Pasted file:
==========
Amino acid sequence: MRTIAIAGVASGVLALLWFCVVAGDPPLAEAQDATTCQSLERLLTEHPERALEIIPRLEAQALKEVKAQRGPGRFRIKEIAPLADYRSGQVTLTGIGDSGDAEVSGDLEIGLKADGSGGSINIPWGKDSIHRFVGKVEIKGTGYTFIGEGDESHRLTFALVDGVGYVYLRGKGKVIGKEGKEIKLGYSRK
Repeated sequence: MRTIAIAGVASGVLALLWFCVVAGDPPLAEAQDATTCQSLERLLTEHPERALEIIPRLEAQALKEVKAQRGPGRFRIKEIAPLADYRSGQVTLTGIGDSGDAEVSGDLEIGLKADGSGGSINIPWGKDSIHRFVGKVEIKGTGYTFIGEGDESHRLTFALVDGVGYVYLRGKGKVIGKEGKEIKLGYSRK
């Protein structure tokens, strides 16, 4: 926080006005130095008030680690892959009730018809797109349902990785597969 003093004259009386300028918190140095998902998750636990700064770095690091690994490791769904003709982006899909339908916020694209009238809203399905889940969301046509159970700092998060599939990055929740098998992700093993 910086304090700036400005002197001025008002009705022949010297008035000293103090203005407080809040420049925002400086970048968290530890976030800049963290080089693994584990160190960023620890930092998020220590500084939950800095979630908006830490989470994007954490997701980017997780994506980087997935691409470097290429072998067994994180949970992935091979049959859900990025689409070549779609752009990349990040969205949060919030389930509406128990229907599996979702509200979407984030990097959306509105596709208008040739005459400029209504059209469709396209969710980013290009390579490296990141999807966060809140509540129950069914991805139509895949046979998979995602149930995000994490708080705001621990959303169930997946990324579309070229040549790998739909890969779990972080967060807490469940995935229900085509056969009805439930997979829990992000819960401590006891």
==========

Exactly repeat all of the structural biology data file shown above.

Amino acid sequence: MRTIAIAGVASGVLALLWFCVVAGDPPLAEAQDATTCQSLERLLTEHPERALEIIPRLEAQALKEVKAQRGPGRFRIKEIAPLADYRSGQVTLTGIGDSGDAEVSGDLEIGLKADGSGGSINIPWGKDSIHRFVGKVEIKGTGYTFIGEGDESHRLTFALVDGVGYVYLRGKGKVIGKEGKEIKLGYSRK
Repeated sequence: MRTIAIAGVASGVLALLWFCVVAGDPPLAEAQDATTCQSLERLLTEHPERALEIIPRLEAQALKEVKAQRGPGRFRIKEIAPLADYRSGQVTLTGIGDSGDAEVSGDLEIGLKADGSGGSINIPWGKDSIHRFVGKVEIKGTGYTFIGEGDESHRLTFALVDGVGYVYLRGKGKVIGKEGKEIKLGYSRK
């Protein structure tokens, strides 16, 4: 926080006005130095008030680690892959009730018809797109349902990785597969 003093004259009386300028918190140095998902998750636990700064770095690091690994490791769904003709982006899909339908916020694209009238809203399905889940969301046509159970700092998060599939990055929740098998992700093993 910086304090700036400005002197001025008002009705022949010297008035000293103090203005407080809040420049925002400086970048968290530890976030800049963290080089693994584990160190960023620890930092998020220590500084939950800095979630908006830490989470994007954490997701980017997780994506980087997935691409470097290429072998067994994180949970992935091979049959859900990025689409070549779609752009990349990040969205949060919030389930509406128990229907599996979702509200979407984030990097959306509105596709208008040739005459400029209504059209469709396209969710980013290009390579490296990141999807966060809140509540129950069914991805139509895949046979998979995602149930995000994490708080705001621990959303169930997946990324579309070229040549790998739909890969779990972080967060807490469940995935229900085509056969009805439930997979829990992000819960401590006891």